Chaim Bloom has been taking his lumps all season long, and that’s fine. I believe in what he is trying to build in Boston, but being the Red Sox’ Chief Baseball Officer means a few things. Every loss will be blamed on you because you put together an imperfect team. No wins will be credited to you because you’ve never played a MLB inning. Every run driven in by a player you traded away will be a fire-able offense. And every run given up by a player you traded for will be evidence of your incompetence.
The borderline miraculous 2021 Boston Red Sox season was not supposed to happen. Bloom assembled that team in the Billy Beane mold of trying to win as many games as possible by spending as little money as possible. When the Red Sox were swept at home by the lowly Orioles to open the season, the majority of Red Sox fans had decided that Fenway Sports Group had brought in Bloom to essentially defund the Boston Red Sox so their profits could be reallocated to subsidize Manchester United, the Pittsburgh Penguins, and the Los Angeles Lakers.
Bloom’s success in 2021 was unrecognized by many Sox fans, who still felt betrayed. After all, had Bloom spent more money, they may have been able to win six more games and bring home their fifth championship since 2004. When Kyle Schwarber and Hunter Renfroe departed Boston in exchange for Trevor Story and the maligned Jackie Bradley Jr. to begin the 2022 season, Bloom was public enemy number one again. Their awful April provided even more fodder for Chaim hatred, and the hot streak that lasted from mid-May through June was disregarded as a lucky stretch against bad teams. And when all chances of a 2022 rebound were derailed by an onslaught of simultaneous injuries at the worst possible time, it was Bloom’s fault for acquiring brittle players.
Are all these criticisms fair? Sure. That’s just the job.
Do all these criticisms hold merit? Of course not. That’s just Boston.
Bloom’s strategy for 2022 was the same as it was in 2021. Compete the best that you possibly can using a fiscally responsible strategy in order to finally escape the four-year payroll inferno that Dave Dombrowski forged on his path to winning one single championship in 2018. More than $70 million comes off the payroll after this season, at which point the only significant dud contract left on the books will be the 3 years and $75 million that are still due to Chris Sale. Next year, with the team out of the red, Chaim Bloom will get to take his furthest step yet toward building the team he envisioned when he was hired in 2019.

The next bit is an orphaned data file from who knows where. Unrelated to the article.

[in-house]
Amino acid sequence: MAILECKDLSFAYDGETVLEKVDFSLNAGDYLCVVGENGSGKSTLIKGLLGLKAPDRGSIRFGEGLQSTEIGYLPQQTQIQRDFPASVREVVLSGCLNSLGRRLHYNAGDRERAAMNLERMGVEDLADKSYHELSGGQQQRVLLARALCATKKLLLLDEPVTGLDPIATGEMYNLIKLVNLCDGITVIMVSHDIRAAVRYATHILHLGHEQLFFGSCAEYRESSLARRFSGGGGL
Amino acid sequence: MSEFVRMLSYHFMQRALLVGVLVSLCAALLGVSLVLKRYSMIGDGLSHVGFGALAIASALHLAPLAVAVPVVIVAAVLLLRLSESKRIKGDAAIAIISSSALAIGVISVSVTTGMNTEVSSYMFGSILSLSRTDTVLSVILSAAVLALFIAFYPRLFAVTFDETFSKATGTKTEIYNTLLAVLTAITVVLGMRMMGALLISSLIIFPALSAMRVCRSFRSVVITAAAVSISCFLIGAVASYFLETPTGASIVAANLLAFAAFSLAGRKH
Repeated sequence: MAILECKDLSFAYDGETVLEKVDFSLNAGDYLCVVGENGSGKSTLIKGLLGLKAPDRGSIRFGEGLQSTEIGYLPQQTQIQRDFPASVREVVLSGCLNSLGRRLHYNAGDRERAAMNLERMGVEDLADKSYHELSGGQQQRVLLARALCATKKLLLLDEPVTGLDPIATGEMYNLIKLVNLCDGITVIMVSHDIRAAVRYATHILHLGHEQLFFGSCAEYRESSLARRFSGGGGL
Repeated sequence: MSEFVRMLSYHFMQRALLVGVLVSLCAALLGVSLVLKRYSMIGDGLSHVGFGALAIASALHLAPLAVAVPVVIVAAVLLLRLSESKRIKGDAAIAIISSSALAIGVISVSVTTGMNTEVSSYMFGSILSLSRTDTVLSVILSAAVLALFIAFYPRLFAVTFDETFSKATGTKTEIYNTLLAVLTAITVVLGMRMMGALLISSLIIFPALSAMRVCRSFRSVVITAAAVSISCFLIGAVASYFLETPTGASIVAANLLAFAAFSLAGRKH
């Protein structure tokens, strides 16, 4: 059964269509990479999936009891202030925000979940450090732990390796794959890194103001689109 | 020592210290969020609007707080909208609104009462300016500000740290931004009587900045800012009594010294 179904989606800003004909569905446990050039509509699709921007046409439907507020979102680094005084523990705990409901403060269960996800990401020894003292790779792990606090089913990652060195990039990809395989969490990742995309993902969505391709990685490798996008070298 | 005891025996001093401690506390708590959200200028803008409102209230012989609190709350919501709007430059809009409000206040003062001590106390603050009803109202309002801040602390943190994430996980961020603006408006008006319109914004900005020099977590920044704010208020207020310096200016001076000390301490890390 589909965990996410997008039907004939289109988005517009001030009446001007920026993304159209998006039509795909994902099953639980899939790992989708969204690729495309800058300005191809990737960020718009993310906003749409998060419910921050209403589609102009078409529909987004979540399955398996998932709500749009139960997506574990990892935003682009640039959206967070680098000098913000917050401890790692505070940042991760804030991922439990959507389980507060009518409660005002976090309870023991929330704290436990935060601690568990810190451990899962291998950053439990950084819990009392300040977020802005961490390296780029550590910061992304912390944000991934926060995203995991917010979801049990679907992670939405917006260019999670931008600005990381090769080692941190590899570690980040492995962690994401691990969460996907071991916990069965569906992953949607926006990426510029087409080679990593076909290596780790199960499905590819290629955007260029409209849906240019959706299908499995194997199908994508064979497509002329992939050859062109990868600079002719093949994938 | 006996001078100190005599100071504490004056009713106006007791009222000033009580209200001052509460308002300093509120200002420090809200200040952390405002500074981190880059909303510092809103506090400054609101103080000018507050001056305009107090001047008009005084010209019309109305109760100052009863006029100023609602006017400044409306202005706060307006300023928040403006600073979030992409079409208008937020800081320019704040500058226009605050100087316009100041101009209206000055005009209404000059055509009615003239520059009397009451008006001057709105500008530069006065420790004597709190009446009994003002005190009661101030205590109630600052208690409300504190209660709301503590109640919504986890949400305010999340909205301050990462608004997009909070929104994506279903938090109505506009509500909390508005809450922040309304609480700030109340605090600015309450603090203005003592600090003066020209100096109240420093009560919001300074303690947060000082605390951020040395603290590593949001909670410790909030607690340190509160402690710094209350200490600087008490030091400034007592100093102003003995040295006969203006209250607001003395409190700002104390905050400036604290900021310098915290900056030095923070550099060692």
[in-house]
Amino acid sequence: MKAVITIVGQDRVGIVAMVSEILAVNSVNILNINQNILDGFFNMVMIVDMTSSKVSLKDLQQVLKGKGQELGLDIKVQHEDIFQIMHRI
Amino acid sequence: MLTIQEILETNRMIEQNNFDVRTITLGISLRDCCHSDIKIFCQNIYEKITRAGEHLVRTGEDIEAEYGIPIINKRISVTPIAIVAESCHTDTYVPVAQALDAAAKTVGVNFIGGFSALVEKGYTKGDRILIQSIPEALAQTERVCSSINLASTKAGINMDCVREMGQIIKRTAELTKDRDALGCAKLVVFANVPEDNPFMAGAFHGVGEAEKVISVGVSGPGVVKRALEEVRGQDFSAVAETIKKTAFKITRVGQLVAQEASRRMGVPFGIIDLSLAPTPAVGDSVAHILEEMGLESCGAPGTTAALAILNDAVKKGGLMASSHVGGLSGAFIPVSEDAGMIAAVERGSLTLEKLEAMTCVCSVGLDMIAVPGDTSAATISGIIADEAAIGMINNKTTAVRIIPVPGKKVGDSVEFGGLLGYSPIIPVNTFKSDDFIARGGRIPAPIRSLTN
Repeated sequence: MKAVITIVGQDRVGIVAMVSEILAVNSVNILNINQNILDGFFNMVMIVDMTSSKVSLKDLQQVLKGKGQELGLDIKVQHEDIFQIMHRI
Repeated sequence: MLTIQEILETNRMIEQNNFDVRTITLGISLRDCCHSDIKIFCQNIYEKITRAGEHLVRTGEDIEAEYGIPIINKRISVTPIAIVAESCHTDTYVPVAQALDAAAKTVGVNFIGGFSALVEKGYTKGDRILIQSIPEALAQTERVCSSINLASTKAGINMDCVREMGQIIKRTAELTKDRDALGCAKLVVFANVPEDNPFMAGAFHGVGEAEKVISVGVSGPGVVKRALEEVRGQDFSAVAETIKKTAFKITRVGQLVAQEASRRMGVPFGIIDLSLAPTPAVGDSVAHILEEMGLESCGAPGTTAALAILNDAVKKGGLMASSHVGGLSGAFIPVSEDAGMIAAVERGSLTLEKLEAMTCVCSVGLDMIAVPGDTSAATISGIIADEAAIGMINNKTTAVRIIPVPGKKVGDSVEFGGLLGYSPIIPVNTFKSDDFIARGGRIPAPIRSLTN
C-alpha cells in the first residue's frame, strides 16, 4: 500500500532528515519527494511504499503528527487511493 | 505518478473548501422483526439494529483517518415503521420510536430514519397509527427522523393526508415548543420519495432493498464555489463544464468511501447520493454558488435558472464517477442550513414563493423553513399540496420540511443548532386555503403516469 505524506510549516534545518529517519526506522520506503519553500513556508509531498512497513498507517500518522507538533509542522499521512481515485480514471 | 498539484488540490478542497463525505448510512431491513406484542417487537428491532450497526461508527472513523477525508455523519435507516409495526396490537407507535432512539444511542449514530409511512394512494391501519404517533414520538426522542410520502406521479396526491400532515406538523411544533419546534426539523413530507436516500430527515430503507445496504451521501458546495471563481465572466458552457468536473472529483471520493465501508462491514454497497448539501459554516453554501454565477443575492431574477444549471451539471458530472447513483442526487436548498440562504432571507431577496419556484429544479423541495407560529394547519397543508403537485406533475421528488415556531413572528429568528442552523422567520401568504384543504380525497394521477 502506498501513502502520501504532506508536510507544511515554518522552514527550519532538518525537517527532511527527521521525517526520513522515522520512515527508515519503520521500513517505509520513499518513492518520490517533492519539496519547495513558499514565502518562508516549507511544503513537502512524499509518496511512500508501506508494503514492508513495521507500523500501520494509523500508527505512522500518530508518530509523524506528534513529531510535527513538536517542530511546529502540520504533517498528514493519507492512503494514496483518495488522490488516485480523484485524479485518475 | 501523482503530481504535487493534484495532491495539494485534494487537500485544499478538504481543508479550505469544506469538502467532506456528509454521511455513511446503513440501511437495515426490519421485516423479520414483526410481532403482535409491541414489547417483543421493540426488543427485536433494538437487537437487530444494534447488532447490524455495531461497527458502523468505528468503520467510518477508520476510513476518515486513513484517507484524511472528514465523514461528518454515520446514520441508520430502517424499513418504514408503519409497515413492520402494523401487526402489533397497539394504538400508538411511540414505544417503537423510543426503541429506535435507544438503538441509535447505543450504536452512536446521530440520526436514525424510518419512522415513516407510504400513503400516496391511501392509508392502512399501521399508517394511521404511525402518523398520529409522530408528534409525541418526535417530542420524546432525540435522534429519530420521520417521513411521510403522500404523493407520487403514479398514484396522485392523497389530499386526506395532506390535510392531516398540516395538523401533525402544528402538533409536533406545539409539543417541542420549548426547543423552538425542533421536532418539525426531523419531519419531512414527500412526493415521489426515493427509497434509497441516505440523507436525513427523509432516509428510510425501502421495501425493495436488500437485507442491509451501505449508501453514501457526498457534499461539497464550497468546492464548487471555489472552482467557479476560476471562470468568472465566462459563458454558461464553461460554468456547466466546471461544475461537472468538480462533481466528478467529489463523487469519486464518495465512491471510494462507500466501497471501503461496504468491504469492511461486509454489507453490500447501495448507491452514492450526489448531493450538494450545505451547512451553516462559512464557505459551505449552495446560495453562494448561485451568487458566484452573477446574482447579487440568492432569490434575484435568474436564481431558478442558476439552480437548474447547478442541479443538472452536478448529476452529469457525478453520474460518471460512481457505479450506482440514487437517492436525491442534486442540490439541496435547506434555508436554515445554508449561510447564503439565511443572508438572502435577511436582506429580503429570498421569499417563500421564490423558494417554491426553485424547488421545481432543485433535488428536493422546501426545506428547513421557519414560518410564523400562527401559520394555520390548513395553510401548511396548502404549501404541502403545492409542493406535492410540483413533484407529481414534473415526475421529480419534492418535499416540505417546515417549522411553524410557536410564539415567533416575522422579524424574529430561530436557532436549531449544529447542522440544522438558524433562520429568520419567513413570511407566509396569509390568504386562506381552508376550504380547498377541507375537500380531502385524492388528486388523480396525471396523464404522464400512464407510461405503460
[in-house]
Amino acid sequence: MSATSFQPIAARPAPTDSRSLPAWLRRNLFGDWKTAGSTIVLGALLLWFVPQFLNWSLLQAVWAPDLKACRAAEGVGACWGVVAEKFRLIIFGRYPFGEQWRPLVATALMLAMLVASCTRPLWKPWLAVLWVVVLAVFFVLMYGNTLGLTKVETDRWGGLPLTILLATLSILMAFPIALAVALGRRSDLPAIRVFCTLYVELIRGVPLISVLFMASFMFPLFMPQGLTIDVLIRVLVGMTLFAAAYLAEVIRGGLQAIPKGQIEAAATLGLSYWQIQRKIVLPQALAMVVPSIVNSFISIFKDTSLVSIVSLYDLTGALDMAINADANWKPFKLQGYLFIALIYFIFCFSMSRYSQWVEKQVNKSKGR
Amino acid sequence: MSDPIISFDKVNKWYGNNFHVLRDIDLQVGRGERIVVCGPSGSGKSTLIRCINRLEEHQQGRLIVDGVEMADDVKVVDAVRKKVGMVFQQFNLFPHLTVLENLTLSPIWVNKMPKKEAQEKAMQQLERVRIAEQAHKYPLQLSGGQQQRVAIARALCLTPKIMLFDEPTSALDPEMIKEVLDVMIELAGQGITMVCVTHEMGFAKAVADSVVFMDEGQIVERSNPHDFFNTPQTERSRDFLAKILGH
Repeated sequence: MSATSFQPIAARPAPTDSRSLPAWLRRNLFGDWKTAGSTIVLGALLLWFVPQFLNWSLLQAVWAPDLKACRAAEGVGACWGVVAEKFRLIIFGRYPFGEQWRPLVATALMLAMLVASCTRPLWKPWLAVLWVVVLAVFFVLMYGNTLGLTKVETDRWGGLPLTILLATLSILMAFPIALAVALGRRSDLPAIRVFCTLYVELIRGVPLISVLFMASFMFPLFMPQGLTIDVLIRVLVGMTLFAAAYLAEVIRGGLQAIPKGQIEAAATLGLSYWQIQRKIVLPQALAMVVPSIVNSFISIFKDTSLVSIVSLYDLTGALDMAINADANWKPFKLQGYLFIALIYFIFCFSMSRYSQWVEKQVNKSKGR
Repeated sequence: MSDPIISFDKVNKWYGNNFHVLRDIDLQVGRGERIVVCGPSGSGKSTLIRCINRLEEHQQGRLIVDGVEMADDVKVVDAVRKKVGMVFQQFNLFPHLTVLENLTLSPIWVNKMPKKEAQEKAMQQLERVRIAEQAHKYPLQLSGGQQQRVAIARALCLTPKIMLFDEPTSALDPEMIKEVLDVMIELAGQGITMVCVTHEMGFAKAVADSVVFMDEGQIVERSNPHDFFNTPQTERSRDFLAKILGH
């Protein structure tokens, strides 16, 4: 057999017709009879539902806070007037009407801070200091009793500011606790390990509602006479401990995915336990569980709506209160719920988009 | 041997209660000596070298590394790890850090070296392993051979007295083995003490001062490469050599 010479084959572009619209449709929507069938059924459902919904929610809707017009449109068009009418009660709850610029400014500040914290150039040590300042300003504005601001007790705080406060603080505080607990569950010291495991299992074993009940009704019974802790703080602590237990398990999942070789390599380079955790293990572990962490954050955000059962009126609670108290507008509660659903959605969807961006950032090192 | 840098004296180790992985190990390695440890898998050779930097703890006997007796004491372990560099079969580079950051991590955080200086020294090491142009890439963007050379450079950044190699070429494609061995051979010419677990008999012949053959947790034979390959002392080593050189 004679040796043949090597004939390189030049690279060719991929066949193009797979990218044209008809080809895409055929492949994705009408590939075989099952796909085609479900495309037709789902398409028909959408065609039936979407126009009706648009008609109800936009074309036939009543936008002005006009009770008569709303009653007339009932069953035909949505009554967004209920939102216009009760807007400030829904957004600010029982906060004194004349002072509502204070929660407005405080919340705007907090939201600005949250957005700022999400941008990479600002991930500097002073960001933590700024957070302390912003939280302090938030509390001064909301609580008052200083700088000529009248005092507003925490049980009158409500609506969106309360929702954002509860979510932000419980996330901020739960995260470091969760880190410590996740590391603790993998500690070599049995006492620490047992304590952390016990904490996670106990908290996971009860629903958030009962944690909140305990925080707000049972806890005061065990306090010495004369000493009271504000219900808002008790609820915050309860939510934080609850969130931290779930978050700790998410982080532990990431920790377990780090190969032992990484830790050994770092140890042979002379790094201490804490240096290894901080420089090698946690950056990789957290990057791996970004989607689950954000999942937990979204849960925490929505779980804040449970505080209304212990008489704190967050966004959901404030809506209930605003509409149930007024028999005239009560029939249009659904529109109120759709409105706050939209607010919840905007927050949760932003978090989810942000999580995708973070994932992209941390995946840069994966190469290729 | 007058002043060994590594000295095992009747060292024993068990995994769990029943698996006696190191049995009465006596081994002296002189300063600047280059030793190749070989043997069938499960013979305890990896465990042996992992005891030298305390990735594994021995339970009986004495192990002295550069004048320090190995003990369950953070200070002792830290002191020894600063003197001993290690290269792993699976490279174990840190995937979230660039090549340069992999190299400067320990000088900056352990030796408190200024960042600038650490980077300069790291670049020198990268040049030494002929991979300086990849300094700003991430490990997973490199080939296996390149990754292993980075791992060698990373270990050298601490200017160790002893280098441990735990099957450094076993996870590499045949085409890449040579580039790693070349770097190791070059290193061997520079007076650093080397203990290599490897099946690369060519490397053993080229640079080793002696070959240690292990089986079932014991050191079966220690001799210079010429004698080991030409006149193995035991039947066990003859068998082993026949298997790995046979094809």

All that aside, this season has been abysmal. Bloom haters blame poor roster construction, while Bloom apologists like myself blame injuries, particularly the Klubola virus outbreak of early July. What has been overlooked too often, however, has been the utterly disappointing seasons from two guys that were meant to be lynchpins of this team’s offense.
A ten-year veteran with two rings and the unofficial designation as the captain of the team, Bogaerts’ pop has virtually disappeared this season. After sizzling through June with a .330 average, X’s offense has taken its traditional summer vacation. He hit a respectable .286 in July, but has gone off the grid through 17 games in August, with a nauseating slash line of .209/.239/.343/.583. He finally hit his tenth homer of the season in garbage time Sunday night, and his average has just dipped under .300 for the year, with only 50 RBI and his lowest OPS (.810) since 2017. This from a guy in a contract year who has hit third or fourth all season on a team that featured one of the top five offenses in baseball in 2021.
He has supposedly battled a shoulder injury this year after a collision with Alex Verdugo, but Bogaerts has always seemed to milk his injuries a bit. He’s a gamer that never wants a day off, but X does enjoy playing up the whole warrior image thing. I think he exaggerates his bumps and bruises juuuust a bit, which only reinforces the love that Boston fans have for him. While I’m sure his shoulder is not quite at 100%, I don’t think an injury is the reason he has struggled so much this season.